Push for pool owners to check gates
The first of December not only heralds the start to summer, it's also been declared 'National Check-Your-Pool-Gate Day', with pool owners urged to ensure the safety of their pool gates and stem the preventable flow of child drownings across Australia.
Spearheaded by child water safety advocate Laurie Lawrence and manufacturer of the MagnaLatch pool safety gate latch D&D Technologies, the campaign is in its second year.
According to Lawrence, 12 kids under the age of five lost their lives drowning in pools throughout 2017/2018, with hundreds more involved in non-fatal drowning incidents.
“Drowning is the second most common cause of accidental death in children in Australia.
“Kids gaining access to pools because of faulty gates is something that should not be happening. Pool owners need to check their fences, latches and hinges regularly, as a gate that is not self-closing and self-latching provides instant and often undetected access for toddlers to the pool area,” Lawrence said.
John Clark, Technical Director of D&D Technologies, said the company was a long-time partner of Laurie Lawrence’s KidsAlive water safety program, and last year launched National Check-Your-Pool-Gate Day with Laurie, to help curb childhood drownings caused by faulty pool gates.
“Australia has one of the highest pool-ownership rates per capita in the world, but the tragic fact is pool owners are not checking their pool gates and fences regularly.
“Statistically, gates are the weakest link. We’ve known this for a long time and that’s why we are so committed to helping pool owners get serious about gate maintenance.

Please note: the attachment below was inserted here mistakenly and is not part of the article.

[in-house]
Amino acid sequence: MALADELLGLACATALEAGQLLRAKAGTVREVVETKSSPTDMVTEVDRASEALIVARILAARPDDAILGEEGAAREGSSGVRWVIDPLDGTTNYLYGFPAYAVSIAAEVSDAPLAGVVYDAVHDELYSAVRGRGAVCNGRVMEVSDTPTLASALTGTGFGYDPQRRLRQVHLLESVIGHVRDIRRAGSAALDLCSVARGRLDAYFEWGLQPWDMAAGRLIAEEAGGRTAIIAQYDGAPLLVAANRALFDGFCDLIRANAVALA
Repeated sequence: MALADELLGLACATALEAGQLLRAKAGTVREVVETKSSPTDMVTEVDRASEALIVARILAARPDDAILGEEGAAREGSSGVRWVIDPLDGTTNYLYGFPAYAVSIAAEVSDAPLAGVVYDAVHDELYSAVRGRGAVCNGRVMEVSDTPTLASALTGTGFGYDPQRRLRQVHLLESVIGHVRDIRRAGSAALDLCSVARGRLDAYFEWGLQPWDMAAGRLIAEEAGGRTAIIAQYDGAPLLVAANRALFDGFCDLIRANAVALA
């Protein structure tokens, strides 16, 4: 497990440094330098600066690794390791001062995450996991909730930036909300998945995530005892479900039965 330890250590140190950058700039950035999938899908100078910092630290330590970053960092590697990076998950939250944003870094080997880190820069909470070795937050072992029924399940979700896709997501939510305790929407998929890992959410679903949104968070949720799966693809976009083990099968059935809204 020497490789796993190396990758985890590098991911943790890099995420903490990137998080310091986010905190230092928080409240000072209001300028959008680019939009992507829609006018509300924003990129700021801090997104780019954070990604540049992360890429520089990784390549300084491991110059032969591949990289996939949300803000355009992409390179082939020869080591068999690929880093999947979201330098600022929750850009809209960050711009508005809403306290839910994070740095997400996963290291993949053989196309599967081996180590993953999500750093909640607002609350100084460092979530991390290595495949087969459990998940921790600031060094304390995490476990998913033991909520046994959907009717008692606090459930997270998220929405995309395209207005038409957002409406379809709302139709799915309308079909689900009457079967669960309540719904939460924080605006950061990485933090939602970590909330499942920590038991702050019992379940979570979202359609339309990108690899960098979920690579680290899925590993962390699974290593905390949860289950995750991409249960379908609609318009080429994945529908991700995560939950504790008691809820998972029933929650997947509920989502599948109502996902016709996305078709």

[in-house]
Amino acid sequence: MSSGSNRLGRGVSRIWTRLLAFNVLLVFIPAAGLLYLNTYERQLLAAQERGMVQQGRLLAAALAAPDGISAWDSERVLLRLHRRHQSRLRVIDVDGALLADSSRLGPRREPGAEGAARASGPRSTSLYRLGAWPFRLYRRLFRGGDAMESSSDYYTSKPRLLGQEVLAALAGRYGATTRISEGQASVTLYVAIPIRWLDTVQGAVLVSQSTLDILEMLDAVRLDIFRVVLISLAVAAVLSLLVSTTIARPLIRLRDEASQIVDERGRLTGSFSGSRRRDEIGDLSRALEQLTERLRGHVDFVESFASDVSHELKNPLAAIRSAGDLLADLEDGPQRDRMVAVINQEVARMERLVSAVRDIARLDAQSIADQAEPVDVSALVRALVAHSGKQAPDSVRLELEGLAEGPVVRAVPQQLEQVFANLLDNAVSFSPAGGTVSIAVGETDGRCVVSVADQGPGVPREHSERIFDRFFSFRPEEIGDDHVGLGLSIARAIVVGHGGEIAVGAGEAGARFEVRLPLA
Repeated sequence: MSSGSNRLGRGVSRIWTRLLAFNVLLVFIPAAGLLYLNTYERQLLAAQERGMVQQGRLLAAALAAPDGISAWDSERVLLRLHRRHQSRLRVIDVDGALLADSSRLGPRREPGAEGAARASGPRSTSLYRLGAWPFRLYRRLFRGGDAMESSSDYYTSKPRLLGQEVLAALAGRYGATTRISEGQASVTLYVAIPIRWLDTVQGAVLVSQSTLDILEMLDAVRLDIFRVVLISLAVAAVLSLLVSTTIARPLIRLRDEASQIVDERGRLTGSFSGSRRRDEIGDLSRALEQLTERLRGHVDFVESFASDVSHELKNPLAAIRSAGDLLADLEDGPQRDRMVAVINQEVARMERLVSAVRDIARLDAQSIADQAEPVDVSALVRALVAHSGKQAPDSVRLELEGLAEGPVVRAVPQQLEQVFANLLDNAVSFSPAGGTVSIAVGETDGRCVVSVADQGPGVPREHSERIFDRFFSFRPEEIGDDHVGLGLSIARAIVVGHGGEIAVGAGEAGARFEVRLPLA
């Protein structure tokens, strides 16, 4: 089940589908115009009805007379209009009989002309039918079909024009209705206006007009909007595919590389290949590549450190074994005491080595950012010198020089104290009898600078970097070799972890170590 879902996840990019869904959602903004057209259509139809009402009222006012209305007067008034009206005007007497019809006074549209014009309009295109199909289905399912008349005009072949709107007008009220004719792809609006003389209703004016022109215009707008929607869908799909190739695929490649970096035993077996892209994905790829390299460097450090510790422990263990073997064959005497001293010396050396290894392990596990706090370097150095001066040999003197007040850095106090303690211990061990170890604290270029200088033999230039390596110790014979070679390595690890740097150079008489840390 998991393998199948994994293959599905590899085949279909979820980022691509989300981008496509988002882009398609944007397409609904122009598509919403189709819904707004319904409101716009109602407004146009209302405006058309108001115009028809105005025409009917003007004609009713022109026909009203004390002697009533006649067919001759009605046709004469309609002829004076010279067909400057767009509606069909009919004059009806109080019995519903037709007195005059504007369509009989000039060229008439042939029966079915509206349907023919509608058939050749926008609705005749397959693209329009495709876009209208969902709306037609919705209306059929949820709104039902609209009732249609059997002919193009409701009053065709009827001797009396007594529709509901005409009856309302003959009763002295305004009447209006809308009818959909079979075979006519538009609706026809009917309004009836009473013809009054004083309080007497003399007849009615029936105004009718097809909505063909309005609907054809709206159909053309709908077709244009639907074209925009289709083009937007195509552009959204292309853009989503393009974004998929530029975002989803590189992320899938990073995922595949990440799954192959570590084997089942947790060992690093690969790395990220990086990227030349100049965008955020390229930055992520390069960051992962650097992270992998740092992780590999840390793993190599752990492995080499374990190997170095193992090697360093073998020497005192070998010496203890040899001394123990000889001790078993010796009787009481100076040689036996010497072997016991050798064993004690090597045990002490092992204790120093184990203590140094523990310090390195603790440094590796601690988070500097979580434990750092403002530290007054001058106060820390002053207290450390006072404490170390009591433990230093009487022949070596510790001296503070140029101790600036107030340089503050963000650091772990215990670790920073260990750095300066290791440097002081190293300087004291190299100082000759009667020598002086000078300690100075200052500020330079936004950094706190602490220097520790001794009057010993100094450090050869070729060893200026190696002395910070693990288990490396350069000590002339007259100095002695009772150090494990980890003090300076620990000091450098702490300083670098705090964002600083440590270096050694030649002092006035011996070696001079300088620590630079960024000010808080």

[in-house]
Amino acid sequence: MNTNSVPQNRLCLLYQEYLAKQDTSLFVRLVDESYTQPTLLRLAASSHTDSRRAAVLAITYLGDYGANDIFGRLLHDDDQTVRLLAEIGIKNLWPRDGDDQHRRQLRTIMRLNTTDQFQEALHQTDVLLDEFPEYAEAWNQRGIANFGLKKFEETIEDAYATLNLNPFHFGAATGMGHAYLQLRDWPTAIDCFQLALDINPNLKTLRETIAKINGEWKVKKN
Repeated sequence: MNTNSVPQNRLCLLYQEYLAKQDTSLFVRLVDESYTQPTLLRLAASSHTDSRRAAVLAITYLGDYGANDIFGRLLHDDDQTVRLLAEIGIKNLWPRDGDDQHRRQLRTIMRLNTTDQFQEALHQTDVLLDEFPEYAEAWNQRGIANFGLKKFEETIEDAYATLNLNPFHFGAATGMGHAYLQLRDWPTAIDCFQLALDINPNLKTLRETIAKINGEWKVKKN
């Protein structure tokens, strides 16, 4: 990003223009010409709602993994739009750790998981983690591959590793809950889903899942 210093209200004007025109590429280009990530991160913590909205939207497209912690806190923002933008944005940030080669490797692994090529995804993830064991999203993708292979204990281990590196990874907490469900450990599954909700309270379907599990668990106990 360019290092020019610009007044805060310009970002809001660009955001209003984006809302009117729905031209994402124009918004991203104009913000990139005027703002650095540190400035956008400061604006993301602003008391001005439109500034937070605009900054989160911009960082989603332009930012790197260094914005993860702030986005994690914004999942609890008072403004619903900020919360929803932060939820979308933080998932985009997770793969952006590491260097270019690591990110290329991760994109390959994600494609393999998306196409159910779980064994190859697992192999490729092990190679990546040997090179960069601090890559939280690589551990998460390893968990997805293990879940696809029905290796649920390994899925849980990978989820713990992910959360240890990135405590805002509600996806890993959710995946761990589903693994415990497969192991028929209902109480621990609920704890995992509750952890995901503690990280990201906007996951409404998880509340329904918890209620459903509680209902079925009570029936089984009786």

“All it takes is a few minutes to check your pool fences and gates, including latches and hinges, are in good working order. This simple routine at the start of summer could save the life of a child,” Clark said.
Federal Health Minister Greg Hunt said, National Check-Your-Pool-Gate Day was helping to raise further awareness about water safety for under-fives.
“The recent Royal Life Saving Australia National Drowning Report shows that children under five recorded the largest number of drowning deaths in swimming pools.
“This figure accounts for 36% of all swimming pool drowning deaths in 2017/18.
“We know that supervising kids and making sure fences and gates are secure are key to prevent drownings, and initiatives like National Check-Your-Pool-Gate Day are a reminder to parents and caregivers to stay vigilant and make sure their backyard is ready. Simple checks can ensure that children and adults are safer in the water this summer,” Hunt said.
Lawrence said pool gate latch devices were becoming increasingly sophisticated, with in-built electronic visual and audible alarms, like MagnaLatch ALERT, helping to notify pool owners whenever a gate is entered or exited, or left open and unlatched.
“This new technology is helping keep young children safer around pools and is a fantastic further precaution pool owners can take to improve the safety of their pool area, but it is never a replacement for regular fence inspection and maintenance or parent or carer vigilance,” Lawrence said.
MagnaLatch safety checklist for pool gates:
- Gate should open outwards, away from the pool.
- Latch release knob should be at least 1500 mm above ground level.
- Gate must be self-closing and self-latching.
- Gate hinges should be rust-free and bind-free.
- Gate should carry reliable, tension-adjustable hinges.
- Latch must be adjustable for height and width.
- Hinges must be adjustable for closing tension.
- Latch cannot be key locked in the ‘open’ position.
- Latch cannot be disengaged using implements.
- Gate latch cannot be shaken or jolted open.
- Gate will shut securely from any open angle or force.
- Gate complies with all Australian Standards for pool safety.
A full checklist can be downloaded here.
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